One of the common array-based problems on Leetcode is the “Squares of a Sorted Array” problem. In this article, we’ll break down the problem, discuss potential solutions, and implement them in Python.

### Table of Contents

- Problem Statement
- Brute Force Solution
- Optimal Two-Pointer Solution
- Analyzing Time and Space Complexity
- Conclusion

### 1. Problem Statement

Given an integer array `nums`

sorted in non-decreasing order, return an array of the squares of each number sorted in non-decreasing order.

**Example:**

```
Input: nums = [-4,-1,0,3,10]
Output: [0,1,9,16,100]
Explanation: After squaring, the array becomes [16,1,0,9,100]. After sorting, it becomes [0,1,9,16,100].
```

### 2. Brute Force Solution

The simplest approach is to square each element and then sort the resultant array.

**Python Implementation:**

```
def sortedSquares(nums):
return sorted([x*x for x in nums])
```

While this solution works, it is not the most efficient.

### 3. Optimal Two-Pointer Solution

Since the input array is already sorted, we can utilize a two-pointer technique to optimize our solution.

- Place one pointer at the beginning of the array and another at the end.
- Compare the absolute values of the elements at both pointers.
- The larger absolute value gets squared and placed at the current position of the output array.
- Repeat the process until the two pointers meet.

**Python Implementation:**

```
def sortedSquares(nums):
n = len(nums)
# Create an output array of the same length as nums initialized with zeros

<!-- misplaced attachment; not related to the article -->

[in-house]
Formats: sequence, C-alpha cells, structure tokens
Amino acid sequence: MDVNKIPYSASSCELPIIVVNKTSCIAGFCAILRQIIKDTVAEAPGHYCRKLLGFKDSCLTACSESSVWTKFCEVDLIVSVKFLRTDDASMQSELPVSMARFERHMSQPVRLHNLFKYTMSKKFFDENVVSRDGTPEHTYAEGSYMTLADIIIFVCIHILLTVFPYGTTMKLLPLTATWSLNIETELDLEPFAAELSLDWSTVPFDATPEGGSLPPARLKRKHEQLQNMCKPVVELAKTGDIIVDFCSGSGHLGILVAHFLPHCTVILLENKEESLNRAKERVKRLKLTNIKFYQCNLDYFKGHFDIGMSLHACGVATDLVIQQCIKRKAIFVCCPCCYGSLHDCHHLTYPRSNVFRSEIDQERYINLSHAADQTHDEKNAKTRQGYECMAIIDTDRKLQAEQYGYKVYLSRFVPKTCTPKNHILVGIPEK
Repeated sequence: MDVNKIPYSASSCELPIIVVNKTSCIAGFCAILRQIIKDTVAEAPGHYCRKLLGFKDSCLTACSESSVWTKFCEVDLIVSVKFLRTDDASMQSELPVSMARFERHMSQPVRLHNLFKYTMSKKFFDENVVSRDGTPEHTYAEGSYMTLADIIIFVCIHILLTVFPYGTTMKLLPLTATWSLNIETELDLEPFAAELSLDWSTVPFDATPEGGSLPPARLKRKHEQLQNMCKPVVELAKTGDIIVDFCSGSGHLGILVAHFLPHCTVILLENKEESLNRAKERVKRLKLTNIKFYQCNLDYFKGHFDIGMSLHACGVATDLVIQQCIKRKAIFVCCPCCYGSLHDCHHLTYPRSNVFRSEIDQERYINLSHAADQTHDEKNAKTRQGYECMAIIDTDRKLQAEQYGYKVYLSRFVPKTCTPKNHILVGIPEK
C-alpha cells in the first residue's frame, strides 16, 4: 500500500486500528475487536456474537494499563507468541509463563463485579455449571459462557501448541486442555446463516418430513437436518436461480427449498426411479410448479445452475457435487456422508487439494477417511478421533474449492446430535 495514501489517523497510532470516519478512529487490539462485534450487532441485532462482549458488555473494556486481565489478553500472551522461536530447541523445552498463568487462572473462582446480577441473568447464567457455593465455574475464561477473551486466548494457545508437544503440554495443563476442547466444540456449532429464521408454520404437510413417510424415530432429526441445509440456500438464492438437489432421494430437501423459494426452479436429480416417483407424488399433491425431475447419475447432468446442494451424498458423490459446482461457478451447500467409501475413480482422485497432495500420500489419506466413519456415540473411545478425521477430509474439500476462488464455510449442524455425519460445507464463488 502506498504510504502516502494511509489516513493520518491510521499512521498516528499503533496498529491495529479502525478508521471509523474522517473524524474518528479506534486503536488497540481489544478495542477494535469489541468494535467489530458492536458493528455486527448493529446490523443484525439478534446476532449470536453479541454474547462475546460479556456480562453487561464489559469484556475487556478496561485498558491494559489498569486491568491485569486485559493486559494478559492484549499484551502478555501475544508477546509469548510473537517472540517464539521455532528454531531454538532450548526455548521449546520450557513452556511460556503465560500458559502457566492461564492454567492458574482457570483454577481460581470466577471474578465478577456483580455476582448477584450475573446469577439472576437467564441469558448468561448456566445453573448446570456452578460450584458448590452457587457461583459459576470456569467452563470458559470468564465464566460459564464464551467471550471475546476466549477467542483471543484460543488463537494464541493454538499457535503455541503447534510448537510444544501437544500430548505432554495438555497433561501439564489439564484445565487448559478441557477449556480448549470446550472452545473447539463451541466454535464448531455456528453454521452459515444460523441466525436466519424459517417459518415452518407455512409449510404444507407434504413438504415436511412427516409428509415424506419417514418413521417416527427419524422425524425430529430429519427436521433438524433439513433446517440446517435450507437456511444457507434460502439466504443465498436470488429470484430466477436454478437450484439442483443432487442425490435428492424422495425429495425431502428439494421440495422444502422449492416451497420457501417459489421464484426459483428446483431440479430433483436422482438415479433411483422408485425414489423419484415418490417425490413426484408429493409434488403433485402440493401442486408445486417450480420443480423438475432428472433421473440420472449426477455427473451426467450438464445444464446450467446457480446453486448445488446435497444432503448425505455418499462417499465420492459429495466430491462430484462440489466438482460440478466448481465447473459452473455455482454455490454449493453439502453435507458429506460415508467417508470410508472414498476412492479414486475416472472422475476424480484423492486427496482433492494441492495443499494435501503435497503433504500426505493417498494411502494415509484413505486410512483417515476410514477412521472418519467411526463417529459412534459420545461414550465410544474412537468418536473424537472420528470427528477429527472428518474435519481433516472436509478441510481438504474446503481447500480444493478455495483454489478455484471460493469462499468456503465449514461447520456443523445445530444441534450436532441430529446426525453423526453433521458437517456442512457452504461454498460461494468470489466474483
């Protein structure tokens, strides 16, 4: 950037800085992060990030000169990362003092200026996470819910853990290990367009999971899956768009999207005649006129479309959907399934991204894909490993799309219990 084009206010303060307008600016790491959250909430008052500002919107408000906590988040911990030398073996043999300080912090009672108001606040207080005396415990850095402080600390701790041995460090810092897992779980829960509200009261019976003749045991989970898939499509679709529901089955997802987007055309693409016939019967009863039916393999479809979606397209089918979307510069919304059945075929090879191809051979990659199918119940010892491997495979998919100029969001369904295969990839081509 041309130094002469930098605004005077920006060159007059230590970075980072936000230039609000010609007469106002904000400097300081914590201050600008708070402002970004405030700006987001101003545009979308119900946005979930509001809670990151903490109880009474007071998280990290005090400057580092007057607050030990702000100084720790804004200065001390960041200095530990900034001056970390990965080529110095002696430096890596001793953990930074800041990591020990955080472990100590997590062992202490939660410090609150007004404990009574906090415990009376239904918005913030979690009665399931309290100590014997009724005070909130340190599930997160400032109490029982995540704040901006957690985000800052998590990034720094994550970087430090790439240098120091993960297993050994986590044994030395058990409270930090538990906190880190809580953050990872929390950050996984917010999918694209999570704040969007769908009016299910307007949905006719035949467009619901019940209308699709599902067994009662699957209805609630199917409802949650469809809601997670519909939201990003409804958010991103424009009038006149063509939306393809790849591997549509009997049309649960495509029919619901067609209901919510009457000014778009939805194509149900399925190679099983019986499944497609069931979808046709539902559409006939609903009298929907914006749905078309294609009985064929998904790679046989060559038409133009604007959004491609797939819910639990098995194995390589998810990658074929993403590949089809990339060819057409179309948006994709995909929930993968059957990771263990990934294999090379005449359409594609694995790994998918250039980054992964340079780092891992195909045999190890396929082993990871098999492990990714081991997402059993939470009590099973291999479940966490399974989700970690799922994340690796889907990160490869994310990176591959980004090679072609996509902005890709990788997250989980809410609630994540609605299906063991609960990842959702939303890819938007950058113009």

result = [0] * n
# Initialize two pointers: left at the start and right at the end
left, right = 0, n-1
# Position to place the square in the result array
pos = n-1
while left <= right:
left_square = nums[left] ** 2
right_square = nums[right] ** 2
# Compare the squares and place the larger one in the correct position
if left_square > right_square:
result[pos] = left_square
left += 1
else:
result[pos] = right_square
right -= 1
pos -= 1
return result
```

### 4. Analyzing Time and Space Complexity

**Brute Force Solution:**- Time Complexity: O(nlogā”n) due to the sorting.
- Space Complexity: O(n) as we create a new array to store squared numbers.

**Two-Pointer Solution:**- Time Complexity: O(n) as each element is processed once.
- Space Complexity: O(n) for the resultant array.

The two-pointer solution is clearly more efficient in terms of time complexity.

### 5. Conclusion

Leetcode problems like “Squares of a Sorted Array” offer an excellent opportunity for programmers to hone their problem-solving skills and deepen their understanding of algorithmic techniques. By exploring both brute force and optimized solutions, we gain a better appreciation for algorithmic efficiency and the power of effective problem-solving strategies like the two-pointer technique.